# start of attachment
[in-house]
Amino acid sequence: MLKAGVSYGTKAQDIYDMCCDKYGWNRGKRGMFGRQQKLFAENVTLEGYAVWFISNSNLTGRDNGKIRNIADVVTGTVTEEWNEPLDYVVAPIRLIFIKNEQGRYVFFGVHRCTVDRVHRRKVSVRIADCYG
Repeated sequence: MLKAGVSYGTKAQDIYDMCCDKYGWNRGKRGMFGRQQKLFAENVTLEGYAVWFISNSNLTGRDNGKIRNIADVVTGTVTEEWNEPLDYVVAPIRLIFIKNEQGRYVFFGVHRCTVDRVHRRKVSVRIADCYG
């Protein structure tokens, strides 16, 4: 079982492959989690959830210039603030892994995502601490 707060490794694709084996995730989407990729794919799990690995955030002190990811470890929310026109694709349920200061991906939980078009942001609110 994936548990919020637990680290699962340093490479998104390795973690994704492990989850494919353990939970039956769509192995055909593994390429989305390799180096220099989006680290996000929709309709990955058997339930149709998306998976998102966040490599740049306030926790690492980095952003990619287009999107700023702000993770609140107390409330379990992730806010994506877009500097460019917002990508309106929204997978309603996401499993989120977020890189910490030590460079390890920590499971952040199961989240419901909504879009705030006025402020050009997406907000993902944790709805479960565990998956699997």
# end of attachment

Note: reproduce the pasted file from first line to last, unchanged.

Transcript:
[in-house]
Amino acid sequence: MLKAGVSYGTKAQDIYDMCCDKYGWNRGKRGMFGRQQKLFAENVTLEGYAVWFISNSNLTGRDNGKIRNIADVVTGTVTEEWNEPLDYVVAPIRLIFIKNEQGRYVFFGVHRCTVDRVHRRKVSVRIADCYG
Repeated sequence: MLKAGVSYGTKAQDIYDMCCDKYGWNRGKRGMFGRQQKLFAENVTLEGYAVWFISNSNLTGRDNGKIRNIADVVTGTVTEEWNEPLDYVVAPIRLIFIKNEQGRYVFFGVHRCTVDRVHRRKVSVRIADCYG
């Protein structure tokens, strides 16, 4: 079982492959989690959830210039603030892994995502601490 707060490794694709084996995730989407990729794919799990690995955030002190990811470890929310026109694709349920200061991906939980078009942001609110 994936548990919020637990680290699962340093490479998104390795973690994704492990989850494919353990939970039956769509192995055909593994390429989305390799180096220099989006680290996000929709309709990955058997339930149709998306998976998102966040490599740049306030926790690492980095952003990619287009999107700023702000993770609140107390409330379990992730806010994506877009500097460019917002990508309106929204997978309603996401499993989120977020890189910490030590460079390890920590499971952040199961989240419901909504879009705030006025402020050009997406907000993902944790709805479960565990998956699997």